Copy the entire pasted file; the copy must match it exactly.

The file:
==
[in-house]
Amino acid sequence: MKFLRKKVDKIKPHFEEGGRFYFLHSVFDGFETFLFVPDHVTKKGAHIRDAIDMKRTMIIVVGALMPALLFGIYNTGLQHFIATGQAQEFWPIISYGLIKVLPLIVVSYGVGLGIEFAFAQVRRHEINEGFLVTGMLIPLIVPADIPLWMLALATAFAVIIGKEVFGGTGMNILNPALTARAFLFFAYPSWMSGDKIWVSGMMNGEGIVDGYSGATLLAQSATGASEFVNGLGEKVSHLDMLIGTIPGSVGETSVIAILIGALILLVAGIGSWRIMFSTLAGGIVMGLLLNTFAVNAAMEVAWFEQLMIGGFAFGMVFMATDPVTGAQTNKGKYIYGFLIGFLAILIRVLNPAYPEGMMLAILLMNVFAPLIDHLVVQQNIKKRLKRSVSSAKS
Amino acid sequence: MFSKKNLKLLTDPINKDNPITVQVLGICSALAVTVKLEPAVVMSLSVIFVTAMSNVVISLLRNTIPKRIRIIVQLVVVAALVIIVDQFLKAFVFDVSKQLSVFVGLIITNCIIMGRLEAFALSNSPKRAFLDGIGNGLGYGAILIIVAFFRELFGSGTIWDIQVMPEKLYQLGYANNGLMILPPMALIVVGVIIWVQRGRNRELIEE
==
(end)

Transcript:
[in-house]
Amino acid sequence: MKFLRKKVDKIKPHFEEGGRFYFLHSVFDGFETFLFVPDHVTKKGAHIRDAIDMKRTMIIVVGALMPALLFGIYNTGLQHFIATGQAQEFWPIISYGLIKVLPLIVVSYGVGLGIEFAFAQVRRHEINEGFLVTGMLIPLIVPADIPLWMLALATAFAVIIGKEVFGGTGMNILNPALTARAFLFFAYPSWMSGDKIWVSGMMNGEGIVDGYSGATLLAQSATGASEFVNGLGEKVSHLDMLIGTIPGSVGETSVIAILIGALILLVAGIGSWRIMFSTLAGGIVMGLLLNTFAVNAAMEVAWFEQLMIGGFAFGMVFMATDPVTGAQTNKGKYIYGFLIGFLAILIRVLNPAYPEGMMLAILLMNVFAPLIDHLVVQQNIKKRLKRSVSSAKS
Amino acid sequence: MFSKKNLKLLTDPINKDNPITVQVLGICSALAVTVKLEPAVVMSLSVIFVTAMSNVVISLLRNTIPKRIRIIVQLVVVAALVIIVDQFLKAFVFDVSKQLSVFVGLIITNCIIMGRLEAFALSNSPKRAFLDGIGNGLGYGAILIIVAFFRELFGSGTIWDIQVMPEKLYQLGYANNGLMILPPMALIVVGVIIWVQRGRNRELIEE